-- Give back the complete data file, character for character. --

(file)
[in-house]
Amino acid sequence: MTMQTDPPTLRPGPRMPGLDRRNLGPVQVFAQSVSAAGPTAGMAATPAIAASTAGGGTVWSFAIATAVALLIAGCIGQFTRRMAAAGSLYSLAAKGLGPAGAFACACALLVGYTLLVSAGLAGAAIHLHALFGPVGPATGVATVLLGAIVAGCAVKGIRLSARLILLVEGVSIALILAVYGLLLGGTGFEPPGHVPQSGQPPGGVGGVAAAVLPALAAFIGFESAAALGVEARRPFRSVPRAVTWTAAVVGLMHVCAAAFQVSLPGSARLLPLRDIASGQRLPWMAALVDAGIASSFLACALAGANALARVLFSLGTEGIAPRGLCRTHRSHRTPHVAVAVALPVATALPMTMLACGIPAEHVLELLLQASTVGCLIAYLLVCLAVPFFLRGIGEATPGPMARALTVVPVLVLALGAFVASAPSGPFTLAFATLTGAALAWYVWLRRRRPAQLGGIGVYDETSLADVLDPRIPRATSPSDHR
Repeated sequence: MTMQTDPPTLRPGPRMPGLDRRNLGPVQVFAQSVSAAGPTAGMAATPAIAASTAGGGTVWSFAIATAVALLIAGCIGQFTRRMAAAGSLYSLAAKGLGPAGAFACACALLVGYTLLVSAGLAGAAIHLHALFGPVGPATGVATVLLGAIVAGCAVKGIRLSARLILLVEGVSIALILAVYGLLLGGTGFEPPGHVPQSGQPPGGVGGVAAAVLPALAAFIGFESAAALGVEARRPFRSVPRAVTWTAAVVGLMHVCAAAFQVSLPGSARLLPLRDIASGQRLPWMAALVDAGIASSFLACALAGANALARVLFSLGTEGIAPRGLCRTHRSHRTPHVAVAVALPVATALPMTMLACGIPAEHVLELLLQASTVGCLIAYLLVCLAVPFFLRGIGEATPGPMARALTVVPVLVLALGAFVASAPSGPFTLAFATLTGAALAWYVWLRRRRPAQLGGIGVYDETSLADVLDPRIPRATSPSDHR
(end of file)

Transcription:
[in-house]
Amino acid sequence: MTMQTDPPTLRPGPRMPGLDRRNLGPVQVFAQSVSAAGPTAGMAATPAIAASTAGGGTVWSFAIATAVALLIAGCIGQFTRRMAAAGSLYSLAAKGLGPAGAFACACALLVGYTLLVSAGLAGAAIHLHALFGPVGPATGVATVLLGAIVAGCAVKGIRLSARLILLVEGVSIALILAVYGLLLGGTGFEPPGHVPQSGQPPGGVGGVAAAVLPALAAFIGFESAAALGVEARRPFRSVPRAVTWTAAVVGLMHVCAAAFQVSLPGSARLLPLRDIASGQRLPWMAALVDAGIASSFLACALAGANALARVLFSLGTEGIAPRGLCRTHRSHRTPHVAVAVALPVATALPMTMLACGIPAEHVLELLLQASTVGCLIAYLLVCLAVPFFLRGIGEATPGPMARALTVVPVLVLALGAFVASAPSGPFTLAFATLTGAALAWYVWLRRRRPAQLGGIGVYDETSLADVLDPRIPRATSPSDHR
Repeated sequence: MTMQTDPPTLRPGPRMPGLDRRNLGPVQVFAQSVSAAGPTAGMAATPAIAASTAGGGTVWSFAIATAVALLIAGCIGQFTRRMAAAGSLYSLAAKGLGPAGAFACACALLVGYTLLVSAGLAGAAIHLHALFGPVGPATGVATVLLGAIVAGCAVKGIRLSARLILLVEGVSIALILAVYGLLLGGTGFEPPGHVPQSGQPPGGVGGVAAAVLPALAAFIGFESAAALGVEARRPFRSVPRAVTWTAAVVGLMHVCAAAFQVSLPGSARLLPLRDIASGQRLPWMAALVDAGIASSFLACALAGANALARVLFSLGTEGIAPRGLCRTHRSHRTPHVAVAVALPVATALPMTMLACGIPAEHVLELLLQASTVGCLIAYLLVCLAVPFFLRGIGEATPGPMARALTVVPVLVLALGAFVASAPSGPFTLAFATLTGAALAWYVWLRRRRPAQLGGIGVYDETSLADVLDPRIPRATSPSDHR